P.S. Minute Particulars takes a slightly different tack and argues that we are obligated to vote, and to vote for a viable candidate, in all but the most extreme circumstances.

P.P.S. In other news, Sursum Corda is done. I urge you to raid the archives, though. This was a good blog.

Friday, May 14, 2004

Even Less Surprising than Nick as Erasmus

"God will not suffer man to have the knowledge of things to come; for if he had prescience
of his prosperity he would be careless; and understanding of his adversity he would be senseless."

You are Augustine!

You love to study tough issues and don't mind it if you lose sleep over them.
Everyone loves you and wants to talk to you and hear your views, you even get things like "nice debating
with you." Yep, you are super smart, even if you are still trying to figure it all out. You're also
very honest, something people admire, even when you do stupid things.

What theologian are you?

A creation of Henderson

Sunday, May 09, 2004

Pointless Competitions
Or, Where Was Patrick?

This weekend was the 18th annual University of Chicago Scavenger Hunt. The list was released Wednesday at midnight, and today was Judgment Day, so each of nine teams had that much time to find, create or do 282 items, including many that had to be taken care of by a "Road Trip" to UPenn and Princeton. Examples:

#3. Mandelbrotwurst. [17 points]

#24. Eat the World's Worst Apple Pie in the biggest rocking chair… ever! [30 points]

#54. A stretcher made entirely from dental care products capable of carrying a Judge across the Midway. [84 points]

#99. A stratigraphic column of Chicago made out of Jello. [45 points]

#128. Eudaemonia. [300 points]

#142. Now that she's 18, it's our democratic duty to register Scav Inger Hunt to vote. Don't screw up the party affiliation. [18 points]

#155. Document your College Tour squadron's sing-along montage of "Movin' Right Along." [9 points]

#193. Prove that Dean Boyer is actually a robot, using the criteria set forth by Isaac Asimov, Futurama, Spongebob Squarepants, and Rugrats. [16 points. 1 bonus point if you use the wrench test for the latter]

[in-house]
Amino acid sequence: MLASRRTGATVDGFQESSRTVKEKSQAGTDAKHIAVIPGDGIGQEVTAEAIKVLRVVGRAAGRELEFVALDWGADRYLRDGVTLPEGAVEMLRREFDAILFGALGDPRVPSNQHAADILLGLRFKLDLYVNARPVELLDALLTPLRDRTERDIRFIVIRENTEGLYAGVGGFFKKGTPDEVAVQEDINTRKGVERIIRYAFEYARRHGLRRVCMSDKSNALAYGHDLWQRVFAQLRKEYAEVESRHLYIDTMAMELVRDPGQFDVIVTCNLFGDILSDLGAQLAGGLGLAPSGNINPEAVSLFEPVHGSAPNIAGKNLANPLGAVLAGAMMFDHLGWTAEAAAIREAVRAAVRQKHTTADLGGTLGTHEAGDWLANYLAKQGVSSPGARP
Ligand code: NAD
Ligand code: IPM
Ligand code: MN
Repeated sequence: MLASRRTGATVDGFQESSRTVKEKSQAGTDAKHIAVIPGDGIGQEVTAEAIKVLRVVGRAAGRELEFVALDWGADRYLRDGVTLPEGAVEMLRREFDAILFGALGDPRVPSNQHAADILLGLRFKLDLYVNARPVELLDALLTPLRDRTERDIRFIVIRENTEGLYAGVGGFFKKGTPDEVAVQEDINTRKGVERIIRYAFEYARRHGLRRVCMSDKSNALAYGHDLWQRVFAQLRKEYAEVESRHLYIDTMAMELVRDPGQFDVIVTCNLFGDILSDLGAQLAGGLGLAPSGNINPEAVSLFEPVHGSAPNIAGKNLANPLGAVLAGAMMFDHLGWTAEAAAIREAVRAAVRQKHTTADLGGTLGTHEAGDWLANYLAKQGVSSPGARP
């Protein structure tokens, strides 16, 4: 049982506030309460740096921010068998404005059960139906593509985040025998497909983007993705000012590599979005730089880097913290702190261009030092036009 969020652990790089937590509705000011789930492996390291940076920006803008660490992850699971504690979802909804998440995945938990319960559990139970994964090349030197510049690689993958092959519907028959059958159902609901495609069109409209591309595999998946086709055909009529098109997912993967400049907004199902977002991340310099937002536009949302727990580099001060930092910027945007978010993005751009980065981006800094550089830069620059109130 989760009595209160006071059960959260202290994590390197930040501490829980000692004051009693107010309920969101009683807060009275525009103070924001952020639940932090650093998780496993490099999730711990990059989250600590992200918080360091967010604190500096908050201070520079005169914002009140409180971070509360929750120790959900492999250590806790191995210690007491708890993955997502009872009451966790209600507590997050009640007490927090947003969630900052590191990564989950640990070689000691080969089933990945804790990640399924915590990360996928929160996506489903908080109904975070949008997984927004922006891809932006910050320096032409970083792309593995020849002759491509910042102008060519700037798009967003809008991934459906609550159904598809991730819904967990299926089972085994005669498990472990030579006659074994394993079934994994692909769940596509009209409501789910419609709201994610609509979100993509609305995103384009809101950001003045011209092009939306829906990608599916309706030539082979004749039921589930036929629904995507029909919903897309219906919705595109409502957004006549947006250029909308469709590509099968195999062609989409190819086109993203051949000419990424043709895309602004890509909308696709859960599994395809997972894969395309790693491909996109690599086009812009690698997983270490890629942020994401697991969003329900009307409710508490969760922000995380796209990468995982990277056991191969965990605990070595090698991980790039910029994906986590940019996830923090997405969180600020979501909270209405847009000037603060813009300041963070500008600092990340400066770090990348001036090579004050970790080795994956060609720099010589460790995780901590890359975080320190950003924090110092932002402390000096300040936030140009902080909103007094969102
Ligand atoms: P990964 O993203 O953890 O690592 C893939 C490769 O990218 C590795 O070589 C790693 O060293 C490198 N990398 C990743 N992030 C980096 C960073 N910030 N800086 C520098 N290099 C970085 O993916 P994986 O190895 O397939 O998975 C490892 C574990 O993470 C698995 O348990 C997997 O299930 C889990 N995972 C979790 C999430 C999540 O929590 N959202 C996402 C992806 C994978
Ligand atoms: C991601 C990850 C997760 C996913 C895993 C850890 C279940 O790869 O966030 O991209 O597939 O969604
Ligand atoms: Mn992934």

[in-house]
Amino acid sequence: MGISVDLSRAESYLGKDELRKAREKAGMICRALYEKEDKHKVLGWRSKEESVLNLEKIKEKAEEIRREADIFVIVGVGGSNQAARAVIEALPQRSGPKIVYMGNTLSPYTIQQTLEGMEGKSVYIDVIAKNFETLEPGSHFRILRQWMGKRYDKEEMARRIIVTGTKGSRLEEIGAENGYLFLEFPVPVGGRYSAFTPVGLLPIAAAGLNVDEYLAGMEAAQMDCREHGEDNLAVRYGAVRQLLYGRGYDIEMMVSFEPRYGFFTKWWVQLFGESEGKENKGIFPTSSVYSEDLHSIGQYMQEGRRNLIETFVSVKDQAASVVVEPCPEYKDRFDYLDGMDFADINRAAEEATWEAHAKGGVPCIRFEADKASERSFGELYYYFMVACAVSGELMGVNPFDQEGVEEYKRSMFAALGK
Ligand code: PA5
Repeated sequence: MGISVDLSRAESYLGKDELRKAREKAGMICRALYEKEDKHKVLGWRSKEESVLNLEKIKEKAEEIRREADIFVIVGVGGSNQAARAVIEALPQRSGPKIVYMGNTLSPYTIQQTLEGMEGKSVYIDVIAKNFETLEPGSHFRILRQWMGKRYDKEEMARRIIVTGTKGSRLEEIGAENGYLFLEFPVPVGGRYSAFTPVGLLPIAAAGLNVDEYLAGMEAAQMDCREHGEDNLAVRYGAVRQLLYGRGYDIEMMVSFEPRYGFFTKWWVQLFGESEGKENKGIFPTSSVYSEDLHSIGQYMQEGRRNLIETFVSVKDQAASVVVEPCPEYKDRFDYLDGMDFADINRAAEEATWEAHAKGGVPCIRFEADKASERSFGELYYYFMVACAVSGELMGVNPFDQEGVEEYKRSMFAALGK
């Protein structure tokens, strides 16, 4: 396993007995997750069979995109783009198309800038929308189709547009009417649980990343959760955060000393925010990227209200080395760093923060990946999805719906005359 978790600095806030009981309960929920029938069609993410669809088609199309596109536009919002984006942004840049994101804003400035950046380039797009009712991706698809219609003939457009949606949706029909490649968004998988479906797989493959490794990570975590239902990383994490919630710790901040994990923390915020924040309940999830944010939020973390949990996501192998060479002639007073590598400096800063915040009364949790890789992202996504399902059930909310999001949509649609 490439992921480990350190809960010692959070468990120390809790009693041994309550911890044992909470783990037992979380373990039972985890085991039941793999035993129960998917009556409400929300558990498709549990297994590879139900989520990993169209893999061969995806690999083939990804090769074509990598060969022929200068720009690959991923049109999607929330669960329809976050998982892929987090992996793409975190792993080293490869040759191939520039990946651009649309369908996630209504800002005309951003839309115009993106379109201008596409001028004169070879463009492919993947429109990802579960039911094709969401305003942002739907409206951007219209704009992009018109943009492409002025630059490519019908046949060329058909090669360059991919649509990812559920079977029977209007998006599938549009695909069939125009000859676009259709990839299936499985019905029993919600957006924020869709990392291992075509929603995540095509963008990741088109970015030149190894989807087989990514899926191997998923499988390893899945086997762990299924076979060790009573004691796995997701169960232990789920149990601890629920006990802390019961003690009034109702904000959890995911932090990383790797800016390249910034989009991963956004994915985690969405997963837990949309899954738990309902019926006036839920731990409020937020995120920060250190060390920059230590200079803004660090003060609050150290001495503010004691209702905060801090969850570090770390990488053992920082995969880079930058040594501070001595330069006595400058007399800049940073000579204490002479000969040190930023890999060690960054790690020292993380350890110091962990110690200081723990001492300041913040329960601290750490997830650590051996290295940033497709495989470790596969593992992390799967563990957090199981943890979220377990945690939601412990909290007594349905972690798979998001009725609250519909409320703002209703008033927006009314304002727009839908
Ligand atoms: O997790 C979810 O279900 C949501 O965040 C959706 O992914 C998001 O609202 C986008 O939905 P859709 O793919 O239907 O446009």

#237. How many beads would it take to buy back Manhattan? [7 points]

#249. Make a device such that, when a Judge throws a raw egg at it at full speed, the egg remains intact. [98 points]

#266. Demonstrate conclusively that there really is a wrong way to eat a Reese's. [8 points]

#272. Build a Wankel-Rotary Engine. [111 points]

#282. A thoughtful yet brief critique of the worst item on this year's list. Remember this is constructive. [13 points]

Also, ScavOlympics took place yesterday, outside on the main quads and then in the University's new swimming pool. Examples:

1(b). Burtonian Dodgeball. At The Conclave of the Captains, we will tell you which Tim Burton characters you will represent. Style > Substance. [50 points for first. 40 points for second. 30 points for third]

That guy in the Edward Scissorhands getup... it looks like... naw, couldn't possibly be Patrick...

1(h). The Reverse Engineering challenge. Four teammembers must build a Lincoln Log cabin, homey, rustic, yet safe and trendy. Sounds easy enough, right? They'll be cuffed, blindfolded, ear-muffed, and gagged. [40 points for first. 30 points for second. 20 points for third]

1(l). A Calvin-Ball Tournament. Rules and points TBD. Bring your own equipment.

2(a). Your team's synchronized swimmers have creative free reign with only two stipulations: the performance must be no longer than three minutes, the music must be from Earth, Wind and Fire, and you must out-synch Anchor Splash. [50 points for first. 40 points for second. 30 points for third. No points if any swimmer is not smiling for the entirety of the show]

2(b) Marco! [40 points for first. 30 points for second. 20 points for third]